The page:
Click here to access Round and Square's "Primary Sources" Resource Center
|[b] Path RF|
In fact, I have a bone to pick with language programs that fail to integrate cultural and historical matters in a deep, resonating way. Most don't. When I speak of "culture," I definitely do not mean the kind that is often added on as an extra in language class—tea ceremony reenactments in second-year Japanese or a beer house in introductory German. I mean culture in the messy, picky, ideological, didactic, and particular way that people learn their own—and, eventually, other—cultures. I mean elementary education in the broadest sense, and it requires that we review two more terms:
|[c] Salt/fresh RF|
No matter. The themes of this series revolve around learning how to learn in a distinct historical (c.1985—a phrase I will repeat endlessly), cultural (Republic of China on Taiwan), and linguistic (Mandarin Chinese taught to children through the medium of primary school textbooks). As every beginning student of anthropology knows, language is culture and culture is language. What that student is taught less often (and this remains a problem in anthropology) is that it is all fundamentally historical. This series will consider all of those elements, and show in detail what it is/was to negotiate the 276-step path of primary education. In Taiwan, c. 1985, with implications for past, present, and future.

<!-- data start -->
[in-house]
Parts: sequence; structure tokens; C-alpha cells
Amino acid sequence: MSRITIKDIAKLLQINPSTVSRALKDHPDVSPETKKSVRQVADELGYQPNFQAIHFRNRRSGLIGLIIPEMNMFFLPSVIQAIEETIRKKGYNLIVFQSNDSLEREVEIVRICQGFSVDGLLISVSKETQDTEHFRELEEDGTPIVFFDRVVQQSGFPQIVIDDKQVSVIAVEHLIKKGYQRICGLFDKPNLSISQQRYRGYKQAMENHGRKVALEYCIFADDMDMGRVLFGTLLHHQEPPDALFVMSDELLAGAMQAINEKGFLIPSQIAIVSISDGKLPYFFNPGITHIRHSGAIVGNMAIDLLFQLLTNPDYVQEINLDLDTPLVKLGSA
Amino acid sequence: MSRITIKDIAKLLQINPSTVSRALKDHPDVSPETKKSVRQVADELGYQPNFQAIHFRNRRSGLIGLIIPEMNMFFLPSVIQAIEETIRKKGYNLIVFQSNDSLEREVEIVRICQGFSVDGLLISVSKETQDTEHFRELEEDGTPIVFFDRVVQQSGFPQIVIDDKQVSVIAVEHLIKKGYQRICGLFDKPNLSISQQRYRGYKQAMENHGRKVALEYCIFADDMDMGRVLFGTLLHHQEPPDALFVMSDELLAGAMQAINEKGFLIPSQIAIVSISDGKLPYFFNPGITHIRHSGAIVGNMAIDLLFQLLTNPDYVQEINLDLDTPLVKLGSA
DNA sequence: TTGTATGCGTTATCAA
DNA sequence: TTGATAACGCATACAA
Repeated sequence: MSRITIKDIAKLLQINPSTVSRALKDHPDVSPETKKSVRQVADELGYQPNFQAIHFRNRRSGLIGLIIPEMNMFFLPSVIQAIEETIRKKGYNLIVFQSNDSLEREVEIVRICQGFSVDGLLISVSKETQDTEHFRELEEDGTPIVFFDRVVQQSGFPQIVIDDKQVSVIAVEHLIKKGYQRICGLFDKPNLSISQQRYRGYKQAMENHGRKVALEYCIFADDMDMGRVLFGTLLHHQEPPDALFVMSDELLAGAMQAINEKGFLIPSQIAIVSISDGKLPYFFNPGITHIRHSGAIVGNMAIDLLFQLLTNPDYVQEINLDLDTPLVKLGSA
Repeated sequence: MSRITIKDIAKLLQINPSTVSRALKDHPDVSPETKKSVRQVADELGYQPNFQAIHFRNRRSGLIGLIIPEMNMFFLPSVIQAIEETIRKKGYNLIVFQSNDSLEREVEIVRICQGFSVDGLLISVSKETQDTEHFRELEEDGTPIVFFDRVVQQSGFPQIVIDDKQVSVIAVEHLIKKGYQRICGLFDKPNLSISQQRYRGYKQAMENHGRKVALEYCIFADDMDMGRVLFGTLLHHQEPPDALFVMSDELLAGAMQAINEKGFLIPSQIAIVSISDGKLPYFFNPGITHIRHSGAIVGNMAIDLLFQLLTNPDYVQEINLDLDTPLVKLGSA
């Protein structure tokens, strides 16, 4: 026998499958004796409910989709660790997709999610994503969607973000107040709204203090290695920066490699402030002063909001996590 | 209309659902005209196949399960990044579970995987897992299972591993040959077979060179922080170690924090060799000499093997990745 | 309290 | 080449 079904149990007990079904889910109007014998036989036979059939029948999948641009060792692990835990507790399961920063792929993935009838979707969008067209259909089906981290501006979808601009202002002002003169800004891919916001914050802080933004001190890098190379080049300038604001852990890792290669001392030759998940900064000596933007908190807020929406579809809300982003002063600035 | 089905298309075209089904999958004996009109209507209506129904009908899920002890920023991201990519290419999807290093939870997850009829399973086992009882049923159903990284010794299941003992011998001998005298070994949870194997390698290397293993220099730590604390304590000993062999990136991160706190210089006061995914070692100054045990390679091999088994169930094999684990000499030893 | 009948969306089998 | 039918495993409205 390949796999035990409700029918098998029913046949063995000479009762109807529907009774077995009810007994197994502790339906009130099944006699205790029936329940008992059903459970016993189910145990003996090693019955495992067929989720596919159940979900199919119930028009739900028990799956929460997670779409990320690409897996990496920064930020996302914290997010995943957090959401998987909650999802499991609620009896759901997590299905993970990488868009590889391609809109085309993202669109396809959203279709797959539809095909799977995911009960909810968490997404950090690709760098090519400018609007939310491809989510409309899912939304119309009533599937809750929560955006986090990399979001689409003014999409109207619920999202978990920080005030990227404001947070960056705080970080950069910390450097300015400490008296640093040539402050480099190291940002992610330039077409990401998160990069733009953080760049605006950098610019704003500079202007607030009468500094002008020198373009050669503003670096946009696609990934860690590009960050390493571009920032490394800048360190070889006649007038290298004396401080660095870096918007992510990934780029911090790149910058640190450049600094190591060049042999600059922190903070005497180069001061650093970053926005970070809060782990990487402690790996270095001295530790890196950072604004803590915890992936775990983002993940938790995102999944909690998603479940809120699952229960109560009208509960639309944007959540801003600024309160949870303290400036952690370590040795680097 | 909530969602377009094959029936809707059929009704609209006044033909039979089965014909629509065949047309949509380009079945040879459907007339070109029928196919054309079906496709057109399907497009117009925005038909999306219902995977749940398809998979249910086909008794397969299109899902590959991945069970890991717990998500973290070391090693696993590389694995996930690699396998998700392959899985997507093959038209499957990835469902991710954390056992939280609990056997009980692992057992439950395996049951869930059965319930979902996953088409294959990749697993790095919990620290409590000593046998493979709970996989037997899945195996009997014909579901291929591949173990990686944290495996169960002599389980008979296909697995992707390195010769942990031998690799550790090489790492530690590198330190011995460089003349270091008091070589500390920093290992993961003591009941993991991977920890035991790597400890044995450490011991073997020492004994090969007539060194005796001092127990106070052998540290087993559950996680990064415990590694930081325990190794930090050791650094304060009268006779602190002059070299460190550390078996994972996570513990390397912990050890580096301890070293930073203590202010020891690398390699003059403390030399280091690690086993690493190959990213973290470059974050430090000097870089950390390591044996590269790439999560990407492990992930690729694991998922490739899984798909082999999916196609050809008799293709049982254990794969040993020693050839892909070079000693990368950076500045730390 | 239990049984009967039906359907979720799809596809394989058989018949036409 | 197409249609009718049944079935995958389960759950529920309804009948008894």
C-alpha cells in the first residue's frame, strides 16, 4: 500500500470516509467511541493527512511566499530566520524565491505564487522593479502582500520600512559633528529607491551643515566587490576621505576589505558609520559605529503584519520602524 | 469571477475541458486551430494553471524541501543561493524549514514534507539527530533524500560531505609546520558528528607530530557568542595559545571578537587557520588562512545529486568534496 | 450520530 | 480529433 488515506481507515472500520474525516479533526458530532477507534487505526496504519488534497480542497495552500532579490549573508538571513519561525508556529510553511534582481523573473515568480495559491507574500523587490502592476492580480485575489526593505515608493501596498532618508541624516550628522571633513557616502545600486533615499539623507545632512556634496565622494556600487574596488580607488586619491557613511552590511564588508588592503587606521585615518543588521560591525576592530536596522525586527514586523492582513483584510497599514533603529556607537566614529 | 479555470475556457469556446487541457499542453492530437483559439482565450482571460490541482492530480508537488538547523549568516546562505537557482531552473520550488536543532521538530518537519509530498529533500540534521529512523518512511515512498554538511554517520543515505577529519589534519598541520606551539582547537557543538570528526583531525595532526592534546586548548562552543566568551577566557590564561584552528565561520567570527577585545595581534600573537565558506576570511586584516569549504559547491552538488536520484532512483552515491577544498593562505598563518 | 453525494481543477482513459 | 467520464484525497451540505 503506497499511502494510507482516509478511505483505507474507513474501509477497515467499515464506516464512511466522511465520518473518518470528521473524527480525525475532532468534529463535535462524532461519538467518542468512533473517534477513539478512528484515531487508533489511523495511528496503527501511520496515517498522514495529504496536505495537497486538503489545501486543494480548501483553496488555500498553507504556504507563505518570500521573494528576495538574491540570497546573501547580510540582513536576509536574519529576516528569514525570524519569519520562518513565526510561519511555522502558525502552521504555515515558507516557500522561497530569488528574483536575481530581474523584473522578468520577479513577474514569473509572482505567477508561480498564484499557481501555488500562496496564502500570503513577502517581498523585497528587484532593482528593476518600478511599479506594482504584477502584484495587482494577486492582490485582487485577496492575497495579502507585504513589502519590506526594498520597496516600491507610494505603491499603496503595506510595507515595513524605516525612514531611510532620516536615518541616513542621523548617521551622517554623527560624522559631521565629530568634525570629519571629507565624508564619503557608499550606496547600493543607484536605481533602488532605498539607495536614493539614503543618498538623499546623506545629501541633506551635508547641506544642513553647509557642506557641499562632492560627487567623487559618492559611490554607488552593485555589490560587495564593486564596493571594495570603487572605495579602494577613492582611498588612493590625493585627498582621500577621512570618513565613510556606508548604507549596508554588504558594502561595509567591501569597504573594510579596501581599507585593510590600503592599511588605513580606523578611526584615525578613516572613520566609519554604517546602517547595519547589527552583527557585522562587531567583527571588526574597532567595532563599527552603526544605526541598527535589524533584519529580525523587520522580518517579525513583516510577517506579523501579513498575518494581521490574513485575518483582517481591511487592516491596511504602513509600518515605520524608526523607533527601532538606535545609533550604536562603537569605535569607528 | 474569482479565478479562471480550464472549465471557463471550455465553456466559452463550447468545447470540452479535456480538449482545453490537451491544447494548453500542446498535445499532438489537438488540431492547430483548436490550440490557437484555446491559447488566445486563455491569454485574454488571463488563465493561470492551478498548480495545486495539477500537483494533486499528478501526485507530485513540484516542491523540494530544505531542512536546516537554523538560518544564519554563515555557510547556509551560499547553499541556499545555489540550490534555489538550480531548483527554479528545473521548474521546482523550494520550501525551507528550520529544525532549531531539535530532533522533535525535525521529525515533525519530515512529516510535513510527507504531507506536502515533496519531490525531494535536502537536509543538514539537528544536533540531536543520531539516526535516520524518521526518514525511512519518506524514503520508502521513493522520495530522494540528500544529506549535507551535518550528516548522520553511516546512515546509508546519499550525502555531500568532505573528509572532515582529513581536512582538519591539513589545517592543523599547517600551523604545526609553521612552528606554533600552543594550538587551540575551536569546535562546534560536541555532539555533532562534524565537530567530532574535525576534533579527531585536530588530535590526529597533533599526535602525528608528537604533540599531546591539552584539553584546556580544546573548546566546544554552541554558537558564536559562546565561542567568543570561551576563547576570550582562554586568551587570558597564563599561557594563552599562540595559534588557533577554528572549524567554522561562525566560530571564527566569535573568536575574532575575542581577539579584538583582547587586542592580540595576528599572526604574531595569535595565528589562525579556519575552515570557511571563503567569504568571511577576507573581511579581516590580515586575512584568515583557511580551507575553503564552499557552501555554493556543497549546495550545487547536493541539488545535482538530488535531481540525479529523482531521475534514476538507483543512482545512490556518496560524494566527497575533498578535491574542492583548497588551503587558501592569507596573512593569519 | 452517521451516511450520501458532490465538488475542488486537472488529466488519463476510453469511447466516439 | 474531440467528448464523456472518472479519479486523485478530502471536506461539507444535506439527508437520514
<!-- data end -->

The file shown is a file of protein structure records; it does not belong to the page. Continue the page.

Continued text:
|[d] Historical RF|
Stick with it. Really.
From there, each post will have three sets of "notes." The first will deal with history and culture. These are written for all readers, and give context to the reading. The second set of notes focus on translation. English readers will be able to understand most of this material, even though it will begin to veer into Chinese language territory. Finally, there is a section for language notes. These are addressed to language learners.
Click here to start your first day of school (in Taiwan, c.1985).
|[e] Steps RF|